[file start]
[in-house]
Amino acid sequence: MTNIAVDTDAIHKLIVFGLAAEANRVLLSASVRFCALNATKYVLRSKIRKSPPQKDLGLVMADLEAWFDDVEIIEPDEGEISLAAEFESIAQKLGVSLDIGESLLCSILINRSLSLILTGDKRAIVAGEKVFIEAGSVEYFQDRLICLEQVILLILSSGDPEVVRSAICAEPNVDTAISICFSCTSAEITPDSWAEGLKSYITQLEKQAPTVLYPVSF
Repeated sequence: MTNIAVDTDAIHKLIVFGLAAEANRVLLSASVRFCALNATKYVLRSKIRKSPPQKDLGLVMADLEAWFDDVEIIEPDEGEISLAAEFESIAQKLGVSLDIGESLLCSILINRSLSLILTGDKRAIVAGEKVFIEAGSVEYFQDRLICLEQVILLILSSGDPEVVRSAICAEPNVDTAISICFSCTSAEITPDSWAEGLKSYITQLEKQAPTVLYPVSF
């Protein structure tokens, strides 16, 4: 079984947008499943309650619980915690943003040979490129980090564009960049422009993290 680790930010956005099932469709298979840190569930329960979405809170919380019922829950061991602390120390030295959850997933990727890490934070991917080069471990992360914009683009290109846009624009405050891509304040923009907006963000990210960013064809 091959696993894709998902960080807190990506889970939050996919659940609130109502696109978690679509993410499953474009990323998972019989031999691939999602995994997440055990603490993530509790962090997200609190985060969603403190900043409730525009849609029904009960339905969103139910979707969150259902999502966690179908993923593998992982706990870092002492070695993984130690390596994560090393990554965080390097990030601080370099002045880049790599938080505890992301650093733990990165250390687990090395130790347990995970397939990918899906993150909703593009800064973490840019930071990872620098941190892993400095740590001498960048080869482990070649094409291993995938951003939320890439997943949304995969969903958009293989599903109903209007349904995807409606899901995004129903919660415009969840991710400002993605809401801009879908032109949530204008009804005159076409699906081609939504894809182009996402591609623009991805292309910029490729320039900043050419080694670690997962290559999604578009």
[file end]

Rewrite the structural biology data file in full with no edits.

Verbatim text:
[in-house]
Amino acid sequence: MTNIAVDTDAIHKLIVFGLAAEANRVLLSASVRFCALNATKYVLRSKIRKSPPQKDLGLVMADLEAWFDDVEIIEPDEGEISLAAEFESIAQKLGVSLDIGESLLCSILINRSLSLILTGDKRAIVAGEKVFIEAGSVEYFQDRLICLEQVILLILSSGDPEVVRSAICAEPNVDTAISICFSCTSAEITPDSWAEGLKSYITQLEKQAPTVLYPVSF
Repeated sequence: MTNIAVDTDAIHKLIVFGLAAEANRVLLSASVRFCALNATKYVLRSKIRKSPPQKDLGLVMADLEAWFDDVEIIEPDEGEISLAAEFESIAQKLGVSLDIGESLLCSILINRSLSLILTGDKRAIVAGEKVFIEAGSVEYFQDRLICLEQVILLILSSGDPEVVRSAICAEPNVDTAISICFSCTSAEITPDSWAEGLKSYITQLEKQAPTVLYPVSF
């Protein structure tokens, strides 16, 4: 079984947008499943309650619980915690943003040979490129980090564009960049422009993290 680790930010956005099932469709298979840190569930329960979405809170919380019922829950061991602390120390030295959850997933990727890490934070991917080069471990992360914009683009290109846009624009405050891509304040923009907006963000990210960013064809 091959696993894709998902960080807190990506889970939050996919659940609130109502696109978690679509993410499953474009990323998972019989031999691939999602995994997440055990603490993530509790962090997200609190985060969603403190900043409730525009849609029904009960339905969103139910979707969150259902999502966690179908993923593998992982706990870092002492070695993984130690390596994560090393990554965080390097990030601080370099002045880049790599938080505890992301650093733990990165250390687990090395130790347990995970397939990918899906993150909703593009800064973490840019930071990872620098941190892993400095740590001498960048080869482990070649094409291993995938951003939320890439997943949304995969969903958009293989599903109903209007349904995807409606899901995004129903919660415009969840991710400002993605809401801009879908032109949530204008009804005159076409699906081609939504894809182009996402591609623009991805292309910029490729320039900043050419080694670690997962290559999604578009």